– Rep. Chris Van Hollen (D-Md.), who opposed the Omnibus bill in part because of a provision that loosened campaign finance limits, quoted in the sameWashington Post article.

“The rush Tuesday to post the legislation underscored the 113th Congress’s dubious record as one of the least productive in modern history — governing by deadlines and cliffs of its own making, and struggling to pass even some of the most pro forma pieces of legislation.”

– “Congressional Leaders Reach Deal on Spending,” New York Times, December 9, 2014.

Worth Studying

New Jersey Assembly Resolution No. 193, a measure urging Congress and the President to take actions to “enhance the charitable food donation deduction” in federal tax law as proposed in H.R.4719, the America Gives More Act. The resolution serves as a model for presenting data and the rationale for taking action.

Worth Reading

Using Data to Build Nonprofit Advocacy Capacity, Rick Anderson (Senior Policy Coordinator for the state Washingtonassociation Nonprofits), Market for Goodwebsite, December 12, 2014, explaining the work of Washington Nonprofits in presenting data in innovative ways to give local networks tools to demonstrate and communicate measurable impact on complex social problems and improve the state policy and budget environment for the work of nonprofits and their local networks.

Worth Recognizing
CT’s ‘nonprofit guru’ steps down after 35 years,” Hartford Business Journal, December 15, 2014, chronicling the career and nonprofit advocacy successes of Ron Cretaro, Executive Director of the Connecticut Association of Nonprofits, who is retiringDecember 31 after 35 years. Cretaro was one of the founders of the National Council of Nonprofits.
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The Hawaiian Homes Commission welcomed its newest member, Kathleen Puamaeʻole Chin,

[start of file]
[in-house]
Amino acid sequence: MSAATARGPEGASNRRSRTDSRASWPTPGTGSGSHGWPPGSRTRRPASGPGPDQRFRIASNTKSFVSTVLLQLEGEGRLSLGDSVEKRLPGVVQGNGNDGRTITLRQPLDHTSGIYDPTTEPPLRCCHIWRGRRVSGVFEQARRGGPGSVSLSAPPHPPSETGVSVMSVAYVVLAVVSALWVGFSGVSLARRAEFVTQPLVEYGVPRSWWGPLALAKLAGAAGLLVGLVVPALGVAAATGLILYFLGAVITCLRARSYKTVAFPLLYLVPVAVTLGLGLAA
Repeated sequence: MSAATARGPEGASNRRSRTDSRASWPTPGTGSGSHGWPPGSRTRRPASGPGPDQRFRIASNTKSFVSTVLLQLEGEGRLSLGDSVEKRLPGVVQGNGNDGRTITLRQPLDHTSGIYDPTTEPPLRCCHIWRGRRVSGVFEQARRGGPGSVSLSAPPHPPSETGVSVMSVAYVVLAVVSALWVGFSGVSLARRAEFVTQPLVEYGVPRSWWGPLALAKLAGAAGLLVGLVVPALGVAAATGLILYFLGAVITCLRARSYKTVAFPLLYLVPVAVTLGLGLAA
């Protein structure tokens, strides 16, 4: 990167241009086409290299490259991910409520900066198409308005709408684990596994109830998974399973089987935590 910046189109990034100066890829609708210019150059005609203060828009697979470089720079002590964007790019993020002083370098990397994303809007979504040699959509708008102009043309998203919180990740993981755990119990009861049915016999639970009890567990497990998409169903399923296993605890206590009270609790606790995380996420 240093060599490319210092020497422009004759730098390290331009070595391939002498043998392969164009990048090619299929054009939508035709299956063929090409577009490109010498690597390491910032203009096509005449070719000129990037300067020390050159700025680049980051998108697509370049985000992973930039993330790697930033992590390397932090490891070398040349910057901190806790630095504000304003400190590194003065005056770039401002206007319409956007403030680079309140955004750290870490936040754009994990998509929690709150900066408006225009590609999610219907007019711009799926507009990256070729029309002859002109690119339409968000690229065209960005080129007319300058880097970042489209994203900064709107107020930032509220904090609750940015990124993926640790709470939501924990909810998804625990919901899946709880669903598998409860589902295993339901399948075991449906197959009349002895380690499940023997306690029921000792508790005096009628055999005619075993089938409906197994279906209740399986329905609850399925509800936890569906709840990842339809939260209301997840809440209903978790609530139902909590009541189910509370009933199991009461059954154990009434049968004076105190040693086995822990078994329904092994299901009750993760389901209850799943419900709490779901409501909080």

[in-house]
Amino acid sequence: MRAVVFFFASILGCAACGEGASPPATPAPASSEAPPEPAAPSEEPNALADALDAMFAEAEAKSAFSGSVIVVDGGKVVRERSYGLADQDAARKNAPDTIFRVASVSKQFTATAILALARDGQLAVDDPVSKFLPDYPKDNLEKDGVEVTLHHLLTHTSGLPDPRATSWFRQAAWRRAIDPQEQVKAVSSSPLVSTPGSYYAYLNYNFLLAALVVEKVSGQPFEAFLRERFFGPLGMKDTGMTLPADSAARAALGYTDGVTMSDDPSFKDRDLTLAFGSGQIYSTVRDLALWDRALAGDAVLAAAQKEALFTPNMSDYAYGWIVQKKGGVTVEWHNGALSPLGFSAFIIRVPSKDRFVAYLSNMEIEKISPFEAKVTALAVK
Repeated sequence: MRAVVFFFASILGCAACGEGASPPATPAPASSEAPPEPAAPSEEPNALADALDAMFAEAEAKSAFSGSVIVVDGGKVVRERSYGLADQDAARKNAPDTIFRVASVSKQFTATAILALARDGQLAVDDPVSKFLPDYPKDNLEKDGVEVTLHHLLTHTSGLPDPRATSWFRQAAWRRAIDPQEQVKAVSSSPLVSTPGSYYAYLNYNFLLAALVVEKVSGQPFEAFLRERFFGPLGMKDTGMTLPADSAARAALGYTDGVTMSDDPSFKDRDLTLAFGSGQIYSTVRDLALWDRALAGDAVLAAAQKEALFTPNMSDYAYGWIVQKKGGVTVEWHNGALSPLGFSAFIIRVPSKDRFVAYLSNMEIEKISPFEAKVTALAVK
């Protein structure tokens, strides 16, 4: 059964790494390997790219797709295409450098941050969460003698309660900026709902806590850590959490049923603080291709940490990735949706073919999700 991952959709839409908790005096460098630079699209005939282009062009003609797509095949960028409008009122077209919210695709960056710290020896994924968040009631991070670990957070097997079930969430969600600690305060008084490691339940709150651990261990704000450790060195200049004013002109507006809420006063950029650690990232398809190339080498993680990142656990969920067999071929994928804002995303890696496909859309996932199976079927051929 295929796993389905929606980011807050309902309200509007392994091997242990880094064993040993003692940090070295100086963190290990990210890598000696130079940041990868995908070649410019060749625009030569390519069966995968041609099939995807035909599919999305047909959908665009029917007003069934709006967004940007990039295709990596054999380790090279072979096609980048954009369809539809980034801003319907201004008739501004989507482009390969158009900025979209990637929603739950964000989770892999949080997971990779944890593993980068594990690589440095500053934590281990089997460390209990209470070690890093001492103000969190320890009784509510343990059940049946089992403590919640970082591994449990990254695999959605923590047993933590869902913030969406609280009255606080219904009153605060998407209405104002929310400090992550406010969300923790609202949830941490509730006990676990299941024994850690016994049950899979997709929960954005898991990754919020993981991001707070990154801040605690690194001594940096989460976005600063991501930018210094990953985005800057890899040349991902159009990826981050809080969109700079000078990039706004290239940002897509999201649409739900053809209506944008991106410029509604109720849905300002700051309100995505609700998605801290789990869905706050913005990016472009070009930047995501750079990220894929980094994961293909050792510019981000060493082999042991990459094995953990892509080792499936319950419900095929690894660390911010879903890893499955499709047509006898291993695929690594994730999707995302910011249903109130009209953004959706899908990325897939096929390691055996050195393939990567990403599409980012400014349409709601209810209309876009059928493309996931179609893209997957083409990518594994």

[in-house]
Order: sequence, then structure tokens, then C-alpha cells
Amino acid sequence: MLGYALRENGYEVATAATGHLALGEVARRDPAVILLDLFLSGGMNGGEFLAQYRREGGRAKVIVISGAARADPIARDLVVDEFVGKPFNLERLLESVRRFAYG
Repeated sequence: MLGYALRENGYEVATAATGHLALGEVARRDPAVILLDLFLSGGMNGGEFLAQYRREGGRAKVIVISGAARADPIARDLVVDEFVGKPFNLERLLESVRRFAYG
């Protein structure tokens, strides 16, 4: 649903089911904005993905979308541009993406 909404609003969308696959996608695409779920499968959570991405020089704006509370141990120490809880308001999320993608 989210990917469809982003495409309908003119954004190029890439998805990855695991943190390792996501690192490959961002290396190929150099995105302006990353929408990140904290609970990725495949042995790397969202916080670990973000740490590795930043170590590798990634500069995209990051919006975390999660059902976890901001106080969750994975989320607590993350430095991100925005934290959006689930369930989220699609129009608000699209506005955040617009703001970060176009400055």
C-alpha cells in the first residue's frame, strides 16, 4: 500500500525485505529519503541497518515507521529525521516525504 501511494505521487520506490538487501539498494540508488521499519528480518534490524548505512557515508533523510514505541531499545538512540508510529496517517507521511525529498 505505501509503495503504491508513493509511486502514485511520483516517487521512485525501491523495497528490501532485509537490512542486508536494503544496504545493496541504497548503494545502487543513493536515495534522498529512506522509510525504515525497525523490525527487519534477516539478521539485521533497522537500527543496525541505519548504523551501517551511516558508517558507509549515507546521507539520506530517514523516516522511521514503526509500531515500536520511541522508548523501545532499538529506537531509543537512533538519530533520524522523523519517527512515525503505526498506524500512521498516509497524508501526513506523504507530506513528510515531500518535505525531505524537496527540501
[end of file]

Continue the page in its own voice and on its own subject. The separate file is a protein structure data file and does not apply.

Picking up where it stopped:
HHC Welcomes New Kauaʻi Commissioner Pua Chin

by Ku’uwehi Hiraishi

PuaChin

KAPOLEI, OʻAHU – The Hawaiian Homes Commission welcomed its newest member, Kathleen Puamaeʻole Chin, this morning, prior to the start of its December meeting in Kapolei. Chin was appointed to fill the vacant Kauaʻi Commission seat on November 10, 2014, by former Gov. Neil Abercrombie.

Chin presently serves as Kauaʻi Island Utility Cooperative (KIUC) Executive Administrator and previously served as Administrative Assistant to the KIUC Board of Directors since 2006. She has served as a construction industry administrator, worked in commercial aviation and is an entrepreneur and small business owner.

She is a Hawaiian Homes lessee and an active member of the West Kauaʻi Hawaiian Homes Association and the Kauaʻi Native Hawaiian Chamber of Commerce. She is a graduate of the University of Hawaiʻi at Mānoa and the Kamehameha Schools – Kapālama.

“We’re excited to welcome Commissioner Chin aboard,” said Jobie Masagatani, Chair of the Hawaiian Homes Commission and Director of the Department of Hawaiian Home Lands. “Her business background coupled with her involvement with Kauaʻi’s native Hawaiian community will be an asset to the Hawaiian Homes Commission as well as to the beneficiaries served by the Hawaiian Homes Trust.”

Chin’s appointment to the Hawaiian Homes Commission is on an interim basis, subject to confirmation by the Hawaiʻi State Senate.

Brian Shatz NEWS!

Aloha,Last week, Senator Schatz was named to a seat on the key United States Senate Appropriations Committee.

As a member of the Committee, the Senator will help determine federal funding priorities and ensure Hawai‘i’s needs are represented. He was also one of three Democrats named to the Senate Select Committee on Ethics and will continue to serve on the Indian Affairs and Commerce, Science, and Transportation Committees.

In addition, Senator Schatz was named to the Democratic Steering and Outreach Committee, a leadership committee that makes recommendations on committee assignments and gives community leaders the opportunity to directly discuss their priorities with members of the Senate.

These five Committee assignments will strengthen Senator Schatz’s ability to impact issues important to all of us and make sure Hawai‘i’s priorities are reflected in the national policies and budget.